By Nguyen Thi Hai Yen and Ngo Quoc Dung.
“It was a great event that our school had. So many student parents, both dads or moms, joined,… and even some grandparents, too. The feedback from them is also good, and it shows an increasing interest of the community on the issues, I think.”
Luong Thi Hong is Deputy Head Teacher of the primary school in Quan Chu commune, and she excitedly told us about the awareness-raising event that her school organized with CWS project supports. The event happened some time ago, but the glint in her eyes and the excitement in her voice made us feel like it just happened yesterday.
There are many students among the 200+ in Grade 1 to Grade 5 at the commune’s school who with their grandparents because Quan Chu is a poor community and parents must go far from home to earn a living. Also, many students must travel along hillside trails by bike or walking for about 4 kilometers or more on their own to get to school on because their parents or grandparents cannot take them by motorbike. The school is, of course, very concerned about their young students’ safety – especially because they are very innocent and easily exposed to risks of being victims of abuse and assault now. This is because even remote, conservative, rural Vietnam is affected by a rapidly changing society. So, this is what the awareness-raising was about: risk of harm to children, including being trafficked away and abused emotionally, physically and even sexually.
Interestingly to us, as CWS staff, we were glad to realize that not just the knowledge, but also the mindset of adults who joined our session, changed significantly from our time together. When asked before our presentation about what they think of child sexual abuse, almost all parents and grandparents talked about [adults] “having sex with children” or that this was “something that happen somewhere else” (as they sometimes heard on TV) “but not in our Commune.” However, people’s perceptions and understanding were quite different after the event: they now know that this is a hidden danger that can happen from within the community at any time because “abuse” is not limited to physical, sexual abuse; it takes other forms like lewd and suggestive looks and talk or, worse, exposing one’s genitals or pressuring a child to expose him or herself. The realizations were shocking, but important – especially because parents and grandparents learned about the signals and signed to realize if a child is sexual abused as well as how to help children build skills to protect themselves from harm and avoid risks.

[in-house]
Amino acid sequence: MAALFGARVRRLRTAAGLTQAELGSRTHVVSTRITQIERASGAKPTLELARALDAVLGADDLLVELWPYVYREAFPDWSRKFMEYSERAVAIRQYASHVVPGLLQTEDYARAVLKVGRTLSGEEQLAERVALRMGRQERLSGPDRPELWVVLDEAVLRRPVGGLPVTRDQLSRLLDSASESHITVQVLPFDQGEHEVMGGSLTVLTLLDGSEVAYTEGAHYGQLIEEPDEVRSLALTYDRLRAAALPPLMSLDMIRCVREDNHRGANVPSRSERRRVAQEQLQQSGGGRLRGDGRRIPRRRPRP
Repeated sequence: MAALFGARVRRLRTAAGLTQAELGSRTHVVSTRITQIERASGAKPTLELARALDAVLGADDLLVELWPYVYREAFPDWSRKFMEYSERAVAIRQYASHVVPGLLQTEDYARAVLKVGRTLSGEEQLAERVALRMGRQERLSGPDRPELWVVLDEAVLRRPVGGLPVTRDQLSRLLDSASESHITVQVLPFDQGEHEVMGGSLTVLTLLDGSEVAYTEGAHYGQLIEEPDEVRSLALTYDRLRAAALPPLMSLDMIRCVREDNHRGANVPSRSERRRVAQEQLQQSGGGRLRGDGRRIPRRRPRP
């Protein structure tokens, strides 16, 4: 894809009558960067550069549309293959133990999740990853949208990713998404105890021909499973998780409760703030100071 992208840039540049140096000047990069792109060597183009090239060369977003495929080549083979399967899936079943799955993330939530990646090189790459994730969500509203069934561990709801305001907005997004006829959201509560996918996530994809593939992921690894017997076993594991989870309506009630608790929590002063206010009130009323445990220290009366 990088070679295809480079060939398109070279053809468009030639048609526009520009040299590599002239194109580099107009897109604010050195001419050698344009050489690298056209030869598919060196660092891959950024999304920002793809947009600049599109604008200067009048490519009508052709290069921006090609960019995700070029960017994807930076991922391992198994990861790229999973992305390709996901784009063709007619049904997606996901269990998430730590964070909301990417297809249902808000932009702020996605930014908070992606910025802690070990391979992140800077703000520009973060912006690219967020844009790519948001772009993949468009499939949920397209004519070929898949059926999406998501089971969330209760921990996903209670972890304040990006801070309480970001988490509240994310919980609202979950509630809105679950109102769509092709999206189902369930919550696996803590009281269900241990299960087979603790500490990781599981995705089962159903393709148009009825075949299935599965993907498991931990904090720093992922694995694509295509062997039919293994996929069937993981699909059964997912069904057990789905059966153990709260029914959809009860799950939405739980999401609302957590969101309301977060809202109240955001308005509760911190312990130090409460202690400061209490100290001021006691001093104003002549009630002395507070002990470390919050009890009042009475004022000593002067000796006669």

Speaking after the event, some parents said they thought discussion of this issue was meaningful because it became more real than just seeing a program on TV, which makes the issue seem out of context and unreal. While we did not love the fact that we need to raise this issue and educate families about it, we are proud that we had
the courage, and CWS global support, to talk about tough issues. And, it seems that parents are interested to talk more with us, and many said they appreciated the time we took to bring them together.
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